Despite the close friendship of my father and then President Manuel Roxas, the Sorianos managed to get the President's support. Soon the President started talking about the need to have just one national airline and PAL started getting more routes to fly. Two unfortunate accidents --- air crashes involving FEATI airplanes --- sealed the airline's fate. My father found it better to sell out to PAL and thus began the decades long monopoly of the airline over Philippine skies.
At this time, my father also took an interest in publishing a national newspaper. He agreed to buy the Manila Chronicle from the family of Roberto Villanueva because he felt he needed a platform to express his views on economic nationalism and governance of the country. He was also so impressed with Mr. Villanueva that he asked him to be the General Manager of the Chronicle. Bert Villanueva, however, served him in more than the Chronicle. Bert was responsible for designing the innovative financing modes that enabled my father to first successfully bid for control of the giant Biscom sugar central and eventually, Meralco. My father's interest in mass media would later include buying two broadcast networks that formed the core of what is now ABS-CBN Broadcasting Corporation.
The Biscom deal was another of my father's trademark audacious coups in local business history. He was not even seen as a competitor when government decided to auction its shares. But he managed it so that he gave what everyone thought was an outrageous bid that was way above what conventional wisdom thought the sugar centrals were worth. But it was precisely because his bid price was so high that government had no choice but to award the public bidding to him. It also enabled him to fight off later legal challenges to his assumption of control. Biscom enabled my father to grow big enough to be able to manage the next chapter of his colorful life: getting control of Meralco.
Meralco, of course, is the most daring and audacious of my father's accomplishments. At a time when no one in the country believed Meralco could be managed, much less owned by Filipinos, my father thought otherwise. Meralco was the largest local corporation and its operations involved technical expertise that were then handled by expatriates.
The American owners of Meralco were anxious to sell out to a Filipino group for a number of reasons including the pending expiration of the Laurel Langley Agreement and the increasing difficulty of remitting its earnings back to the mother company, General Public Utilities. They have approached a number of prominent Filipinos, the Ayalas and the Aranetas and they have all balked at buying even 5% of Meralco. Now, they have to sell 100%.
The amount involved was considered big in those days: million. In comparison, the Cojuangcos bought PLDT from GTE for only million and Benguet was sold years after Meralco became Filipino owned for million. Even my father was initially hesitant, not only because of the amount involved but also because buying Meralco goes against most of the business tenets that had done him well through these years.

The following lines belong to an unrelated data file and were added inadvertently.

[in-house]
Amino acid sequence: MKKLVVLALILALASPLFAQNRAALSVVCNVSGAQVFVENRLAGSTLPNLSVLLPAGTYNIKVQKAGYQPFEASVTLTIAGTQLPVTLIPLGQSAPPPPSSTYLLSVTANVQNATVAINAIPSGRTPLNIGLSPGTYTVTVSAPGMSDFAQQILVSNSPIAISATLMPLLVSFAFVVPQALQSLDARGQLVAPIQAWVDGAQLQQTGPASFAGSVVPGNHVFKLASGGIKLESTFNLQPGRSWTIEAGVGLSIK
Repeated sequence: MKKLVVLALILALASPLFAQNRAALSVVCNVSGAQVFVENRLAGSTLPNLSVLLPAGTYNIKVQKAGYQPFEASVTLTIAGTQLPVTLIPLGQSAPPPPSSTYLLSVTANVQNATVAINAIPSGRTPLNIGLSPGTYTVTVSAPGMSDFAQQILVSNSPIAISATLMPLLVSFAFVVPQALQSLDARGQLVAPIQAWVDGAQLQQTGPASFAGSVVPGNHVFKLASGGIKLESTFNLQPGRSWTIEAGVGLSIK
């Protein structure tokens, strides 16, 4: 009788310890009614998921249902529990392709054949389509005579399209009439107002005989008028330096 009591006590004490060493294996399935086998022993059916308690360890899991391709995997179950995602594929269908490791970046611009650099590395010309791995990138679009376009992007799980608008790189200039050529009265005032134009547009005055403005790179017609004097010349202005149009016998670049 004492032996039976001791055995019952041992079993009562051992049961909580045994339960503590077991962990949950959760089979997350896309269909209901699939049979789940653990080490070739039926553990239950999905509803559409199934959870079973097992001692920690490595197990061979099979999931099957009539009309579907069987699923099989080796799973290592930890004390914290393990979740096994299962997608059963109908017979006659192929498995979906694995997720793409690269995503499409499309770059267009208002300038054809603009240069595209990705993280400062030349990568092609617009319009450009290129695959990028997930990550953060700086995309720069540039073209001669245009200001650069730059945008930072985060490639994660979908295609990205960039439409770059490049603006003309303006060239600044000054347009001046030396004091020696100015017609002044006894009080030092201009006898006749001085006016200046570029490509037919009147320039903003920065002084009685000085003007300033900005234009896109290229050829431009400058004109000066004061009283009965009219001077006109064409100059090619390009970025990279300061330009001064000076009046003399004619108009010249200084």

First of all, the family business was sugar. He knew nothing about the electricity business. He knew, however, that he might have to give up sugar entirely so he can give full concentration in running Meralco. Secondly, my father always tried his best to fund his expansion using internally generated funds. He does not like borrowing, specially from government. Third, as a public utility, my father will not be able to have majority control of the business as he would normally prefer. The political vulnerability of the business as well as the large amount of long term debt it must carry, require a broader ownership base.
But he also sensed the possibilities Meralco offered and told Bert Villanueva that he will go for it if he can find a way to make it happen. And Bert did find a way. The secret, as Bert found out, was in projecting Meralco's stream of earnings over 10 or 15 years. If the Filipino buyers could assemble the .25 million down payment, the balance could be paid out of the annual earnings of the company. Meralco could pay for itself.
Well, my father did manage to assemble the investors and the down payment and Filipinos did take over Meralco from its American owners. My father believed enough in the ability of the Filipino managers and engineers to run a technologically complex enterprise like Meralco. He was proven right. Meralco during the years under Filipino management prior to the Marcos martial law era, was run as good as, if not better than when the Americans were in control. Electricity rate in its franchise area was the cheapest in the region. A new power plant was being built every 18 months. Not even the occasional political backlash from Presidents with whom my father had differences with, affected Meralco's ability to serve its public efficiently.
Then came martial law. It all started in the tumultuous era of the late 60s, when the idealism of the youth clashed with the corrupt materialism of the country's political leadership. Toto Nanding was still the running mate of Mr. Marcos in the 1969 election, but it was clear even then that the partnership has increasingly become tenuous.